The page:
I've also empowered each member to be responsible for at least one or more things in the station, so now members are responsible for: the cascade system, the medical supplies and bags, gear, apparatus, BA maintance and records, apparatus inspections etc. Everyone now has ownership for something, then I change it up every 3 months, so that we all become experts in everything.

Because they've become excited about being at the firehall, they've been talking to people and our numbers are now over 30, in less than two years.

As a result of the increase in numbers, we needed to bring everyone on stream with training, to that end I've encouraged everyone to take as many courses as possible, often hosting them here at our Station to facilitate the members and their lives outside of the Station.

During the past two years we've seen a quadrupling in numbers of members, my members are all EMR (Canadian) EMT (American) trained, and all have their 10-01 level 1 and 2 certifications, we've doubled our number of responses from the previous year, and been able to more than meet the demand set before us.

It all starts with you... the head, you need to make it safe and imperative to ask questions about performance and make it mandatory to encourage different or safer practices on the same old routine. Encourage them to take as many courses as possible and get rid of the... But-we've-always-loaded-the-hoses-this-way Attitude.

Giving them an opportunity to talk about what they did, and how they could do it better, gives them a sense of self confidence and a Can-Do attitude. Sometimes we come home and everything has gone sideways, and talking about it in a short session leads to this incredible brainstorming session where the end result is feeling better about what happened, because they've been given the tools to change it. On the other hand we've come home and can't think of a thing that we could have done differently, which leads to an incredible sense of 'job well done'.

Helping them feel better and getting them more educated about the job, which in and of itself is incredibly dynamic, allows them to feel better and more confidant about themselves and the job.

Listen to your men, if they're saying I don't feel good about the job, take them at face value, have them pitch in and help you find a solution, it's a very empowering experience for you and your men. There is nothing more satisfying for me as a Chief to see someone get excited, take ownership and grow as a member of my department.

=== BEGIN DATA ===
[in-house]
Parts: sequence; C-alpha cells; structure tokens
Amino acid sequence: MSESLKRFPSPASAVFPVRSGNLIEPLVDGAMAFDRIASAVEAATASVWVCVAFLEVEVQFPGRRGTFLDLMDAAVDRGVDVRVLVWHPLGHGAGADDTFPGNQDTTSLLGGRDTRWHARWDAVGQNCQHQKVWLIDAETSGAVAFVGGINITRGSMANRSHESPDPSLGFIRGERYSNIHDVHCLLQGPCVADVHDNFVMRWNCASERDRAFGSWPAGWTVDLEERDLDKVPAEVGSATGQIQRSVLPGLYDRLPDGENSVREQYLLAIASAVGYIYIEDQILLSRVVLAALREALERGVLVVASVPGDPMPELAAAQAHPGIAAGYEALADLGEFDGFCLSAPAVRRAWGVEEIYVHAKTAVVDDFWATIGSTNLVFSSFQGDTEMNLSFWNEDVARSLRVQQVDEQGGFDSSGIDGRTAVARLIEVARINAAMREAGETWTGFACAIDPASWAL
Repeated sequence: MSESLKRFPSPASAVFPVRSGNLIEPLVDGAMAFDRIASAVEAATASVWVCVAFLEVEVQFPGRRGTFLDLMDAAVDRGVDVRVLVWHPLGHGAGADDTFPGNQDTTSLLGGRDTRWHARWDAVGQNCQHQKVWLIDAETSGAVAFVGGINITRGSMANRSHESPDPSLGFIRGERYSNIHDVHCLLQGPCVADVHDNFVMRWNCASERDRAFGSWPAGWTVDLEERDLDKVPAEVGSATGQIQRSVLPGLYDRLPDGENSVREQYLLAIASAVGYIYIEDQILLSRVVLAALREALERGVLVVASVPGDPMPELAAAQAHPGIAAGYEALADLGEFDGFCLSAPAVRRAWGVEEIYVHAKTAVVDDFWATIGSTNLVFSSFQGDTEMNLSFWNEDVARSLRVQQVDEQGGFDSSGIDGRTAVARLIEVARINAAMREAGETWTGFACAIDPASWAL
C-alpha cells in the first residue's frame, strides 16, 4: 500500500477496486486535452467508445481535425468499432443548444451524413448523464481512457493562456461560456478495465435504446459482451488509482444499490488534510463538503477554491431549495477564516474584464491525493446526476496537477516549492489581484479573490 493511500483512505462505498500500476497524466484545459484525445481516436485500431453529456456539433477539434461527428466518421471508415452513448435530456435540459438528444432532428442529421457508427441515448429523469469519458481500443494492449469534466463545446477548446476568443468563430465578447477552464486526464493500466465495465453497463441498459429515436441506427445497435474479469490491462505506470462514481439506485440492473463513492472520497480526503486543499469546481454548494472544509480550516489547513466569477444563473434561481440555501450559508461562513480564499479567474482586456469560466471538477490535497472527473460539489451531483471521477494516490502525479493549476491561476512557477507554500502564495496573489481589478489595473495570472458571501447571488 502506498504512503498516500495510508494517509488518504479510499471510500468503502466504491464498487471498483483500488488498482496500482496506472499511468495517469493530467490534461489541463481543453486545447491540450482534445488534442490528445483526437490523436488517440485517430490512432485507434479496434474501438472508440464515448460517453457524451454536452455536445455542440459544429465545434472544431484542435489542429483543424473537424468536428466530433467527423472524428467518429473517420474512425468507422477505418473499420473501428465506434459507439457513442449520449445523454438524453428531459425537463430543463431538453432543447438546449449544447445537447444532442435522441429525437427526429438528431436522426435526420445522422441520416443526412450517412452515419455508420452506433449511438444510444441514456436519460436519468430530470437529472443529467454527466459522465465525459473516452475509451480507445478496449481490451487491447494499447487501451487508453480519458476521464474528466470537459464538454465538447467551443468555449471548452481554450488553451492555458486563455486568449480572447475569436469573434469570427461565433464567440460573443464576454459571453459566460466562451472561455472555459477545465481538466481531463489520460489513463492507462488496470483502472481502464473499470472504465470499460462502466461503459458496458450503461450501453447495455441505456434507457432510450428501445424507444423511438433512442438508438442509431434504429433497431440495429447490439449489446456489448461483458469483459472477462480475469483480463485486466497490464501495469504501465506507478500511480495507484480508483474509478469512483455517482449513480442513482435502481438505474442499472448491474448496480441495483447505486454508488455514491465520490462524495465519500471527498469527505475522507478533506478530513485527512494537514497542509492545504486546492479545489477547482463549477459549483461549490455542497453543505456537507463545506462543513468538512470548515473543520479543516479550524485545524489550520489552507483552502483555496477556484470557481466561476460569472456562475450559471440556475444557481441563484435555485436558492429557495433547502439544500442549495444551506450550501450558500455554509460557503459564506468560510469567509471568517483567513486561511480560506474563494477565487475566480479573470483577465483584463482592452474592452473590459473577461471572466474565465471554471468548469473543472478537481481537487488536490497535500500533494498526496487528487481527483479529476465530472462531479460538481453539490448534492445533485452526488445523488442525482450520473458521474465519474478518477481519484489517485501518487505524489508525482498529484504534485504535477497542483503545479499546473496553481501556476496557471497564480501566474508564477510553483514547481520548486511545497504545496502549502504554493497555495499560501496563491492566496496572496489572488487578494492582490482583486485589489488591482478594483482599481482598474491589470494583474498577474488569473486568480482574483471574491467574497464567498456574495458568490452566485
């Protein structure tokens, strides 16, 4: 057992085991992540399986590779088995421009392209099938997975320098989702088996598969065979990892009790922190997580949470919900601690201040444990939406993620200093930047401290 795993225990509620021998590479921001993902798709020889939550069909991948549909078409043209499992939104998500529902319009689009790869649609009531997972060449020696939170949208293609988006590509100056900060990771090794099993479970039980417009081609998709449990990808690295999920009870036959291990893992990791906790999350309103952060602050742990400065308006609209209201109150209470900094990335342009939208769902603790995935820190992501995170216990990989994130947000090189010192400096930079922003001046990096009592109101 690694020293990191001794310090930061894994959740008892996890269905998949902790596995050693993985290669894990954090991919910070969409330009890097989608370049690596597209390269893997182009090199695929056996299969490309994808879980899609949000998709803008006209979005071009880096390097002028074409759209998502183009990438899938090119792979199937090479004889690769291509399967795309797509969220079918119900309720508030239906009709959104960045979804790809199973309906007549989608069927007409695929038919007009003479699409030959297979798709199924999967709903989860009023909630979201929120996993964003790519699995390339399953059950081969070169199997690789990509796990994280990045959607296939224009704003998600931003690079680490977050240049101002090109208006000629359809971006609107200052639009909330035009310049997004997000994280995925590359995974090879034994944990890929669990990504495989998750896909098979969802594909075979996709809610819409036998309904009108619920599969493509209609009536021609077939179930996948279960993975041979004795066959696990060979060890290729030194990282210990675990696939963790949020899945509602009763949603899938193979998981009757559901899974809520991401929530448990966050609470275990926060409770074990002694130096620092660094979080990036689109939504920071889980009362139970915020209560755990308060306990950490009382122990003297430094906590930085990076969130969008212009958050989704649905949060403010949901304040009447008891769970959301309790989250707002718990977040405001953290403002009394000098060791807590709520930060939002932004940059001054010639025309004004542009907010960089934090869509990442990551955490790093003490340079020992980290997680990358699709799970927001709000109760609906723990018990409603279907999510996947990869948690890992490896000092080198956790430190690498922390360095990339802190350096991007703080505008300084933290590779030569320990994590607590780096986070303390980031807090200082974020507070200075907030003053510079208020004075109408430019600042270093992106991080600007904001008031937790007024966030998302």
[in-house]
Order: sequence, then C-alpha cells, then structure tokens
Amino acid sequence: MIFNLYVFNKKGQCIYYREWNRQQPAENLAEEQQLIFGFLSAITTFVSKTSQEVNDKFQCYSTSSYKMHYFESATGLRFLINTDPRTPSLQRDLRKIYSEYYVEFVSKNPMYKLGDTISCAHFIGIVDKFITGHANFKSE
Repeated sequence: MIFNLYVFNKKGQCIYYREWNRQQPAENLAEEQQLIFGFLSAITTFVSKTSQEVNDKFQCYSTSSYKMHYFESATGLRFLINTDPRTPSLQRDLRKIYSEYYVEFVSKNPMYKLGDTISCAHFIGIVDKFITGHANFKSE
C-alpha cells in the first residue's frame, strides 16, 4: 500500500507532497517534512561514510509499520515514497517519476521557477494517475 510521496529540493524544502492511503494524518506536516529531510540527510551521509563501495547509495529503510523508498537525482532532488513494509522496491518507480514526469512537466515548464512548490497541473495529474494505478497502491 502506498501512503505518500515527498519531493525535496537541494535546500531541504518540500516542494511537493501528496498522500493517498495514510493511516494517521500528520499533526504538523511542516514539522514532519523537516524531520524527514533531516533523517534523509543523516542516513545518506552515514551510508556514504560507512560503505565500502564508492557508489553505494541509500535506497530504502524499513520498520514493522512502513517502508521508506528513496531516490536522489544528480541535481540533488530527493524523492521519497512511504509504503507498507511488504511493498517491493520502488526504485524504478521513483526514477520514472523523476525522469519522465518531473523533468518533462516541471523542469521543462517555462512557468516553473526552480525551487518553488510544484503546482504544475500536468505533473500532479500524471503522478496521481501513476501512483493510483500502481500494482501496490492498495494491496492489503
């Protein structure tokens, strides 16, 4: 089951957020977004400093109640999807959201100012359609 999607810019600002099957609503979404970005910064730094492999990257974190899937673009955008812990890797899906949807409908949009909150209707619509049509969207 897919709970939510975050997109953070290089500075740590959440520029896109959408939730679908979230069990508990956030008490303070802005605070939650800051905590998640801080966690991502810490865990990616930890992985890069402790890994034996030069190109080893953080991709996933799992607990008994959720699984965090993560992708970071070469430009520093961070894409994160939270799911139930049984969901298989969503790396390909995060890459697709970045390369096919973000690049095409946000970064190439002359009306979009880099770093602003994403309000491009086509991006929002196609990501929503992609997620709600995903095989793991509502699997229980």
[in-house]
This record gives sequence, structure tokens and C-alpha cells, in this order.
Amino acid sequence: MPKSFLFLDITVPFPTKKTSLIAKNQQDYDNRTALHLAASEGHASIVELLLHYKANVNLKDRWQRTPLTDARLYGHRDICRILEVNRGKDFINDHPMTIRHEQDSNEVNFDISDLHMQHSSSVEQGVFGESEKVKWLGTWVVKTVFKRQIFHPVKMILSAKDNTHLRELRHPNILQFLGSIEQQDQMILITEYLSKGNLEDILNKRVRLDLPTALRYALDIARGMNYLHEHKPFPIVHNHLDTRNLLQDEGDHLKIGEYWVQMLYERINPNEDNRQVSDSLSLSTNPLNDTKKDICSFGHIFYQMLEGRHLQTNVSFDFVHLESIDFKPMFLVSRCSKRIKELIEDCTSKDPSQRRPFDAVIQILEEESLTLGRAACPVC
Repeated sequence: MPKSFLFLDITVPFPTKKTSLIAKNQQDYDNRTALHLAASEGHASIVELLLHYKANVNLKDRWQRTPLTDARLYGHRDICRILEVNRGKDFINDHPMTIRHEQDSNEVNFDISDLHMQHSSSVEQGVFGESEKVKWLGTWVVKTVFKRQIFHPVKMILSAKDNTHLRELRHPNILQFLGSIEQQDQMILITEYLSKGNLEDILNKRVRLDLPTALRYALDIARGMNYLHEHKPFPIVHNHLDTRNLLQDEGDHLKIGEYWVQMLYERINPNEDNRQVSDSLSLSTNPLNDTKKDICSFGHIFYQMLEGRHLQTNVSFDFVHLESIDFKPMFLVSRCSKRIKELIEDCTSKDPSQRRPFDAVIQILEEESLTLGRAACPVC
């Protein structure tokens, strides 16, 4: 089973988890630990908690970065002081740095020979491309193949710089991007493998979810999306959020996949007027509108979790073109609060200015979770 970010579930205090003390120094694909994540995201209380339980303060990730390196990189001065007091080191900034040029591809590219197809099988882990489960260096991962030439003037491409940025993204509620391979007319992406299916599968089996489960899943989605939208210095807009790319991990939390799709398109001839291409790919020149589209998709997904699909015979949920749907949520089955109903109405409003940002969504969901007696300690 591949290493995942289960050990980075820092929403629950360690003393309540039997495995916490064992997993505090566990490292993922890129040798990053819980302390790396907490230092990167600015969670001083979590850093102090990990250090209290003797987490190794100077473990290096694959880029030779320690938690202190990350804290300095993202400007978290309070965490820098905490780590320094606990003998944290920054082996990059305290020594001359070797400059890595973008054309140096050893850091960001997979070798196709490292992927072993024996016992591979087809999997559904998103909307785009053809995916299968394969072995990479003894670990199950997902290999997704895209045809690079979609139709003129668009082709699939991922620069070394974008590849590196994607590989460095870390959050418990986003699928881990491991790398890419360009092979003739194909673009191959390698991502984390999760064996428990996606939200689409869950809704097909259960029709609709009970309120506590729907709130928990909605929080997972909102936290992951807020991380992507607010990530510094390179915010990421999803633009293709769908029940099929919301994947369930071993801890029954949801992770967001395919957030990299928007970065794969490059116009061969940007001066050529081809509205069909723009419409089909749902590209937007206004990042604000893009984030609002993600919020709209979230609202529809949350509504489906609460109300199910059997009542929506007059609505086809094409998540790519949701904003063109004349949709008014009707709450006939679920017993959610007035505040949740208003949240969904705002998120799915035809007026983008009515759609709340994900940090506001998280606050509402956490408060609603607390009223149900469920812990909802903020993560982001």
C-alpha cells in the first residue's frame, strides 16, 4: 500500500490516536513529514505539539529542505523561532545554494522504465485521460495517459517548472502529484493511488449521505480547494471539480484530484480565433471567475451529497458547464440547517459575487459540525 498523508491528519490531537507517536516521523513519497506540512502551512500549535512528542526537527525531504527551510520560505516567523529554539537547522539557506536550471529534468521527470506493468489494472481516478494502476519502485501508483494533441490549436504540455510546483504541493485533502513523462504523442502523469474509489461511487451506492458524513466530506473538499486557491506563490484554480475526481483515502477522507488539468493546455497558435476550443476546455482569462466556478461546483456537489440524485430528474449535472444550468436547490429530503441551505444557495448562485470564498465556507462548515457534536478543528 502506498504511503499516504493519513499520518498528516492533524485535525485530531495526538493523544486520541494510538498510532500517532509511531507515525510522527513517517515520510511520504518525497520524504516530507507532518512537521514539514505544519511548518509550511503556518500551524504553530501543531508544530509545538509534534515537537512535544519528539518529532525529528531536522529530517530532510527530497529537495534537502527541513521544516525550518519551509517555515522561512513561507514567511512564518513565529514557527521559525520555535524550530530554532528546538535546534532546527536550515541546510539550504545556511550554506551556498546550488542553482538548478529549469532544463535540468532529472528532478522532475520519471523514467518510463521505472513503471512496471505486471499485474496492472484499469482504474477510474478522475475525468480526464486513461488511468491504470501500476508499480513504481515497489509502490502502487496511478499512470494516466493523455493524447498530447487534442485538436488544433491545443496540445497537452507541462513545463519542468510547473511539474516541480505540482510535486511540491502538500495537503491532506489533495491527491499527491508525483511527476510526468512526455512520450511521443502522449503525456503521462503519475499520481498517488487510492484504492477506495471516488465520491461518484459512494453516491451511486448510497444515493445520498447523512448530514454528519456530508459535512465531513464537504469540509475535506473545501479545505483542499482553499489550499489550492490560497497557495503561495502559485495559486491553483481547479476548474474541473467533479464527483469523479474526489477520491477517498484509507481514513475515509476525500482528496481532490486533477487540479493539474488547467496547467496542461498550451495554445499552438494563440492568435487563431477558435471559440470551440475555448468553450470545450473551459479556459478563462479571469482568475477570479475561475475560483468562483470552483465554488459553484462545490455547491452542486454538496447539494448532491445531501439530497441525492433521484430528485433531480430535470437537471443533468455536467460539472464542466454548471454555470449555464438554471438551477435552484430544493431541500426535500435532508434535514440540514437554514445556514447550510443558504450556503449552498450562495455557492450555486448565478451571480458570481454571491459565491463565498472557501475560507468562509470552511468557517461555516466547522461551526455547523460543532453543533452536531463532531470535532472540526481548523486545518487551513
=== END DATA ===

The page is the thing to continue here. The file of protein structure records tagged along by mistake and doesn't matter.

You've take amazing first steps by asking for and wanting the best for your Station and members, you'll do amazing Dan with your attitude and I'm betting your members will shock and amaze you with their new ideas.

Stay safe.

Judy Unsworth
District Chief
Chief Unsworth,
Thank you so much for your comments and opinion. It is truly a breath of fresh air to hear from someone who has had to start at square one to rebuild their department and was successful at doing so. I will most definitely take your ideas into consideration in the upcoming months and see what results I get, I have a sneaking suspicion that there will be a positive, noticeable change.
The past is definatly not the present. You have to start somewhere and attitudes reflect leadership. So start at the top like Judy said. Our dept was alot like yours, in the fact that we were at one time the laughing stock of our area, we changed cheif's and it's been a different story eversince. If you have folks that want to be involved, then involve them like Judy said, give them responsibilities then hold them accountable. I would also advise doing some public relation work as well. We as a free service to our community go to the highschool football games on Friday nights and park cars. We do this free of charge and gives our members a chance to be in the public eye doing non- emergency work. It seems trivial, but you will be suprised at how many pats on the back you will get from total strangers telling you how they appreciate what you do. Who knows you may be responding to their home one day and they remember a friendly face. Get your gusy involved in public safety week or community helpers week that alot of elementary school's do throughout the year. We have taken apparatus to the school, and had classes tour the station. It only takes a minuite to make a difference. If I can be of any help to you let me know. Don't get discouraged that 's the main thing.
Thanks Eddie,
all this has been very helpful, I think if I start slowly working my way into using some of these thoughts we will really turn things around. thanks again